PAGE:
# Chapter 6: Electromagnetics

Abbreviations such as kHz and GHz are all listed in the Glossary and are also treated under Units of Measure (see the Table of Contents menu).

Electromagnetic radiation with frequencies between about 10 kHz and 100 GHz are referred to as radio frequencies (RF). Radio frequencies are divided into groups that have similar characteristics, called "bands," such as "S-band," "X-band," etc. The bands are further divided into small ranges of frequencies called "channels," some of which are allocated for the use of deep space telecommunications. Many deep-space vehicles use channels in the S-band and X-band range which are in the neighborhood of 2 to 10 GHz. These frequencies are among those referred to as microwaves, because their wavelength is short, on the order of centimeters. The microwave oven takes its name from this range of radio frequencies. Deep space telecommunications systems are being developed for use on the even higher frequency K-band.

This table lists some RF band definitions for illustration. Band definitions may vary among different sources and according to various users. These are "ballpark" values, intended to offer perspective, since band definitions have not evolved to follow any simple alphabetical sequence. For example, notice that while "L-Band" represents lower frequencies than "S-Band," "Q-Band" represents higher frequencies than "S-Band."

### The Whole Spectrum

Bring up this page to study a table of the entire electromagnetic spectrum. The table shows frequency and wavelength, common names such as "light" and "gamma rays," size examples, and any attenuation effects in Earth's environment as discussed below.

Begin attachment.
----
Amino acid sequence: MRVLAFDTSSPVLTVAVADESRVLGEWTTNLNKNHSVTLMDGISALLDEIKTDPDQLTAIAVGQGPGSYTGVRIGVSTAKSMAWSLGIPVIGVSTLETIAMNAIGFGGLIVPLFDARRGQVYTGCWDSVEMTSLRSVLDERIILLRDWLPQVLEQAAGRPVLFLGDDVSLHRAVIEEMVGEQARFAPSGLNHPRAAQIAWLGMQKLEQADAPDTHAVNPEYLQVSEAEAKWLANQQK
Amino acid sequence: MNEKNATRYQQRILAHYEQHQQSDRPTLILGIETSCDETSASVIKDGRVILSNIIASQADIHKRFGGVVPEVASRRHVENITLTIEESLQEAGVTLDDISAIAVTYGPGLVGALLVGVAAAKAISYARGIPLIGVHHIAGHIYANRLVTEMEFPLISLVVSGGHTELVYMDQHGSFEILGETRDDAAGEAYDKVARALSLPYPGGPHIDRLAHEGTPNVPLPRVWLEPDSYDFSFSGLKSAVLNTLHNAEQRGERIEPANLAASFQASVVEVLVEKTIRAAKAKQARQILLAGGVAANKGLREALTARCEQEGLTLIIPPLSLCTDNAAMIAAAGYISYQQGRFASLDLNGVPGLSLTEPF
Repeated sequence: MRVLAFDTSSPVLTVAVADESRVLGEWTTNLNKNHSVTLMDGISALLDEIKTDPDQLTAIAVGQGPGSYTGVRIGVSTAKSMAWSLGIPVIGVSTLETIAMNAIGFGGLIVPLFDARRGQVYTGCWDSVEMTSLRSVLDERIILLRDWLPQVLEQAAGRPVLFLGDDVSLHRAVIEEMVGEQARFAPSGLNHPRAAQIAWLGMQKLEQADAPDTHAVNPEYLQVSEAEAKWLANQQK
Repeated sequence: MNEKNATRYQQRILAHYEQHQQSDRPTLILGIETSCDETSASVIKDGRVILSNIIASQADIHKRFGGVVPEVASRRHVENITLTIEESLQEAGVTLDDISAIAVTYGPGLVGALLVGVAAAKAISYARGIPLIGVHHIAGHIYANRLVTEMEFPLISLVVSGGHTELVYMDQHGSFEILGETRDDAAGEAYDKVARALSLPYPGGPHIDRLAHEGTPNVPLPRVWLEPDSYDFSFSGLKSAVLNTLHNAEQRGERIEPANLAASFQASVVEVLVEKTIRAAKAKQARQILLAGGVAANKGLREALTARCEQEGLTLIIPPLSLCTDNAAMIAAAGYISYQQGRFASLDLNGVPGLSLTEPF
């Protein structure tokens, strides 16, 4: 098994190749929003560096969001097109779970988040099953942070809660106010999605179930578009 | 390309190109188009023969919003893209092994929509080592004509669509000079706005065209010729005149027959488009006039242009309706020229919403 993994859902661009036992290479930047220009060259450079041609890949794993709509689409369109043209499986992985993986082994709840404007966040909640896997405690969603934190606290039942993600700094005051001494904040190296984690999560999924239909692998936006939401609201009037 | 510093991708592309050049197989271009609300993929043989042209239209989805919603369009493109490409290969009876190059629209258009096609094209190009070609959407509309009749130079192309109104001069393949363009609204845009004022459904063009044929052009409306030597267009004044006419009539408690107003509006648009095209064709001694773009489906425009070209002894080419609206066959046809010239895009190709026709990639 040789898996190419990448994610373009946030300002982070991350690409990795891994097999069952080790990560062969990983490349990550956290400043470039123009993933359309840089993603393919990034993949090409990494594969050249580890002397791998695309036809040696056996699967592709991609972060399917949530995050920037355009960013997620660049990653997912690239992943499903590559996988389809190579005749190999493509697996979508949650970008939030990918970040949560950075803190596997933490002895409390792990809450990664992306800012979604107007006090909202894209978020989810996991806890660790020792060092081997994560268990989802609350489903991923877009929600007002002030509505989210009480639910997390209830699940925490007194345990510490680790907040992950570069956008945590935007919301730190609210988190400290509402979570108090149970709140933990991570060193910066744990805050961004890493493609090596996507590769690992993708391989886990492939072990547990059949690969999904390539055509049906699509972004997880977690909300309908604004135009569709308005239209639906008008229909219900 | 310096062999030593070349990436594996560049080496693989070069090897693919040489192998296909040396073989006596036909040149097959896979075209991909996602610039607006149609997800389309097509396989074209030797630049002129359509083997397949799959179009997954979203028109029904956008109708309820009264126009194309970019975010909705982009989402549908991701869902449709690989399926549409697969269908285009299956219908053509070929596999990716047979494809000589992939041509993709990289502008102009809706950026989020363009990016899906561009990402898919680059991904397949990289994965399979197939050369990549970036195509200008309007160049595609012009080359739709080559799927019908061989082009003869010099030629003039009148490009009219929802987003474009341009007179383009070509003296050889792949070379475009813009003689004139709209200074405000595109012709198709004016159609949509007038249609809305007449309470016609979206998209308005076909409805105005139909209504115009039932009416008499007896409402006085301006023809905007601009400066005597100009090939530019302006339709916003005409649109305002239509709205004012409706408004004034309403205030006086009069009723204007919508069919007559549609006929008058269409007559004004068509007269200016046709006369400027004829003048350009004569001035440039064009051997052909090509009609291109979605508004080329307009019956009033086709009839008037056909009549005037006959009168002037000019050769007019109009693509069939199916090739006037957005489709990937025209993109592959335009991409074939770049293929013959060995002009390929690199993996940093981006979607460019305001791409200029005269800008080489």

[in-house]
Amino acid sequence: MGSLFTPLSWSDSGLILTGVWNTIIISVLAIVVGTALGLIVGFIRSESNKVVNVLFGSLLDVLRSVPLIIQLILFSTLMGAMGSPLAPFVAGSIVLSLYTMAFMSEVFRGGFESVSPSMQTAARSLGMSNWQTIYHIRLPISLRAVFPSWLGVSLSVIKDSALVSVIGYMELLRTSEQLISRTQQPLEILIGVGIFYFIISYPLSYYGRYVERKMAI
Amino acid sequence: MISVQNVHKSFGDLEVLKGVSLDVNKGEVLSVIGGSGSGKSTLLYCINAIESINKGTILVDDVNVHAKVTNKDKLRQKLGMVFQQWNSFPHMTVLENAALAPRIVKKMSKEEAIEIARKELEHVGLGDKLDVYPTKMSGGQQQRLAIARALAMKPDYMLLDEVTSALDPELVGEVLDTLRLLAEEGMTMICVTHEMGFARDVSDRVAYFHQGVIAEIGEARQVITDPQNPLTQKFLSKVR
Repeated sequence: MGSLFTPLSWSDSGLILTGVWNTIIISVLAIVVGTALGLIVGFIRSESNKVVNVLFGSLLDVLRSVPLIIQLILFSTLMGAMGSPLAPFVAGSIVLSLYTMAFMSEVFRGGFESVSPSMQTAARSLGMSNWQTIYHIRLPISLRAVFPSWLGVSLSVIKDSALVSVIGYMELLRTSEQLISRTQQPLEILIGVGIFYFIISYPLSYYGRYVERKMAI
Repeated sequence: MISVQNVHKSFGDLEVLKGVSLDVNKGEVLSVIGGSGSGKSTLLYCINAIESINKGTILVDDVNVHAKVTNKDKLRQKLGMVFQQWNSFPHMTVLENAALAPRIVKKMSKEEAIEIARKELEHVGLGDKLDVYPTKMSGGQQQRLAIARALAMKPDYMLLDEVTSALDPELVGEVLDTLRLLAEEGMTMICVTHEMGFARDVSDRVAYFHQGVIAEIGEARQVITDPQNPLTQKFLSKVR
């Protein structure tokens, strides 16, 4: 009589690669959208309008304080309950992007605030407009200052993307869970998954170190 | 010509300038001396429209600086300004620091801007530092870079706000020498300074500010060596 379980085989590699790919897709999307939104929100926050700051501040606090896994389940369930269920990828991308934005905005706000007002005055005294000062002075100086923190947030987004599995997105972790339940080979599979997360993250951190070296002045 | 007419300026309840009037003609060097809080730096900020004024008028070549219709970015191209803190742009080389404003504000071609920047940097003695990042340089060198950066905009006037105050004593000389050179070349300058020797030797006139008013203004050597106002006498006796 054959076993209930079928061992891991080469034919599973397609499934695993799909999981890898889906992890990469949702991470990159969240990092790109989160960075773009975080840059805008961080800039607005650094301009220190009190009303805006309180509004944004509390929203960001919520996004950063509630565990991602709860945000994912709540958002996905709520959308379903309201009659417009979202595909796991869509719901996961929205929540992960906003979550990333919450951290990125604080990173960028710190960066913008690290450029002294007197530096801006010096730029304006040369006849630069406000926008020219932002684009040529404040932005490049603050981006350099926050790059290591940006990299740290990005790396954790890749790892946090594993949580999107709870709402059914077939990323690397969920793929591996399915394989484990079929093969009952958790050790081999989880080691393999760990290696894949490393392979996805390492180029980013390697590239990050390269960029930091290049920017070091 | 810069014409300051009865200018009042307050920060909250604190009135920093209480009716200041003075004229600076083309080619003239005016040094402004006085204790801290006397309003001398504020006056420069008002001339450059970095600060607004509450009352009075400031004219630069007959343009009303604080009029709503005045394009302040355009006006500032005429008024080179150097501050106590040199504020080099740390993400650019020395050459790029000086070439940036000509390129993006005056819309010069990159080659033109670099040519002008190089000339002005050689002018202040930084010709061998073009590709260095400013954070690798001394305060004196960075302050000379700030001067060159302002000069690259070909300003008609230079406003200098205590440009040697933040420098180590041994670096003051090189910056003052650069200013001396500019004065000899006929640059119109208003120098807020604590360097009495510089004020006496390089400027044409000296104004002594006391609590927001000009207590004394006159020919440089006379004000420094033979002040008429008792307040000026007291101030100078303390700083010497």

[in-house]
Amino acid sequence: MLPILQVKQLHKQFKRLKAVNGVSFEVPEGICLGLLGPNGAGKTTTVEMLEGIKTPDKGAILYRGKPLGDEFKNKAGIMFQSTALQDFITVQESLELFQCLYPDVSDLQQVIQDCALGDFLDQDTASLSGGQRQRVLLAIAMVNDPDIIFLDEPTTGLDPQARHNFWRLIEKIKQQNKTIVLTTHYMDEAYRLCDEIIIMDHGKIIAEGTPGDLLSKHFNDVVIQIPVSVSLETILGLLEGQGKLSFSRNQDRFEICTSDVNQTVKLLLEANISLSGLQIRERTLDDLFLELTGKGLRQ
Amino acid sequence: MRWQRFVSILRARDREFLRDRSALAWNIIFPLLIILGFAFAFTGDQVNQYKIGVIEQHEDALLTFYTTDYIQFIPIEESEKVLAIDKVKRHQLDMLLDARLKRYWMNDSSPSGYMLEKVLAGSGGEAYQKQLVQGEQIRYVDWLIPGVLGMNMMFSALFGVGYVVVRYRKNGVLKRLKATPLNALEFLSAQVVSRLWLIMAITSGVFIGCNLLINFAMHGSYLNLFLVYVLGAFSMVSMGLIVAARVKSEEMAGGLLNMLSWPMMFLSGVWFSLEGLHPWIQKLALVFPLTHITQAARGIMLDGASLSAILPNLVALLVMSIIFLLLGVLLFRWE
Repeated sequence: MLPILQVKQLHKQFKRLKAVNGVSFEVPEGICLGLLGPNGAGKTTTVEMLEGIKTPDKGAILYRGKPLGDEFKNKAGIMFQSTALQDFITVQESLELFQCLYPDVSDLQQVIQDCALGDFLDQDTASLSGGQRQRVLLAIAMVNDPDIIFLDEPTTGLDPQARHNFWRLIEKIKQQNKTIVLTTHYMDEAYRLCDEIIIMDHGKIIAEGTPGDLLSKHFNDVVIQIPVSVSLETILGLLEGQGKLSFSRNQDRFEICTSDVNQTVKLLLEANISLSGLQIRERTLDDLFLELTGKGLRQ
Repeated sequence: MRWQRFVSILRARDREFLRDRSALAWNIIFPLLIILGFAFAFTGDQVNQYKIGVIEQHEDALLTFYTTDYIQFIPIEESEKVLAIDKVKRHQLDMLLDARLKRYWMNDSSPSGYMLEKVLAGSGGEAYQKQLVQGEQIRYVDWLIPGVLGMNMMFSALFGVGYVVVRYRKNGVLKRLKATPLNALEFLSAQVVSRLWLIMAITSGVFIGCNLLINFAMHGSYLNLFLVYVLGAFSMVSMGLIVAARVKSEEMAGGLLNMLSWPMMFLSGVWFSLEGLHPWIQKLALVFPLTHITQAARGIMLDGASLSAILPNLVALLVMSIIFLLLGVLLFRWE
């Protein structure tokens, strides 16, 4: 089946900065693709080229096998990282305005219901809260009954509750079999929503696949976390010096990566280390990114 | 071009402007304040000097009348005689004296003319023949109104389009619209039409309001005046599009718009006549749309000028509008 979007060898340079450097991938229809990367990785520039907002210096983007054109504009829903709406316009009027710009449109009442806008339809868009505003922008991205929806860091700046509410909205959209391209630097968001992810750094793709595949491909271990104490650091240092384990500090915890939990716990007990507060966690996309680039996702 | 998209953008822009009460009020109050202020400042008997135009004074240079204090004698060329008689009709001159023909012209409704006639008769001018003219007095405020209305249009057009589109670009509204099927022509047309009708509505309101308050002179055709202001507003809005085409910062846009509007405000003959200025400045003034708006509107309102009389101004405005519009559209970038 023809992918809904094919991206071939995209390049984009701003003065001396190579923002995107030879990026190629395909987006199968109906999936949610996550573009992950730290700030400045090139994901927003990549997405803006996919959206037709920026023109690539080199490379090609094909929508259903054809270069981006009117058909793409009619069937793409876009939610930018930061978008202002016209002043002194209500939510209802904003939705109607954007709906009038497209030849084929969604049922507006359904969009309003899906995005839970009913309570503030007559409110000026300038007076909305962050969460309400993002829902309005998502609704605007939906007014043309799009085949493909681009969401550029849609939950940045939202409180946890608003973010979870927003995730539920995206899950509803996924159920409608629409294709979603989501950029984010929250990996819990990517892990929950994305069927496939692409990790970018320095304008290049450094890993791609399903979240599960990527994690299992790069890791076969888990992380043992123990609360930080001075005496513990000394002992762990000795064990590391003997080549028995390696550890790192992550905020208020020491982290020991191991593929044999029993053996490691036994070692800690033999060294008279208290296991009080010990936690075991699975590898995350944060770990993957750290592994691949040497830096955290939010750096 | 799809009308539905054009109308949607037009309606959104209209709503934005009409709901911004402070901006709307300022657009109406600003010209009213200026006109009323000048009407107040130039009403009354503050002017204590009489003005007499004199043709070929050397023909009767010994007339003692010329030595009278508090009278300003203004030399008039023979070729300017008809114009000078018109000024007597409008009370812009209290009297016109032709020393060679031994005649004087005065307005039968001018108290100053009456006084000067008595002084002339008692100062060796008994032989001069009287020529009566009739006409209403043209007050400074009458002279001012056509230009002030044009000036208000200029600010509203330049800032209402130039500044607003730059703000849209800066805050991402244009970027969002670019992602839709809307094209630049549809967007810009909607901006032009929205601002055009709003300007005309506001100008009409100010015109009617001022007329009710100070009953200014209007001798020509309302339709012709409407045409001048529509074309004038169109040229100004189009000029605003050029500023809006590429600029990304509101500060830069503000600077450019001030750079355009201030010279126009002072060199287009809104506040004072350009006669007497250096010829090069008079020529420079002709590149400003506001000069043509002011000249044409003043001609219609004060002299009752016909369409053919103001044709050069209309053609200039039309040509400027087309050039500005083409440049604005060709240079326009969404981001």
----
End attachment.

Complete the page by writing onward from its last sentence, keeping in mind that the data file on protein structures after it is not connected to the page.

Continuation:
### Atmospheric Transparency

Because of the absorption phenomenon, observations are impossible at certain wavelengths from the surface of Earth, since they are absorbed by the Earth's atmosphere. There are a few "windows" in its absorption characteristics that make it possible to see visible light and receive many radio frequencies, for example, but the atmosphere presents an opaque barrier to much of the electromagnetic spectrum.

Even though the atmosphere is transparent at X-band frequencies, there is a problem when liquid or solid water is present. Water exhibits noise at X-band frequencies, so precipitation at a receiving site increases the system noise temperature, and this can drive the SNR too low to permit communications reception.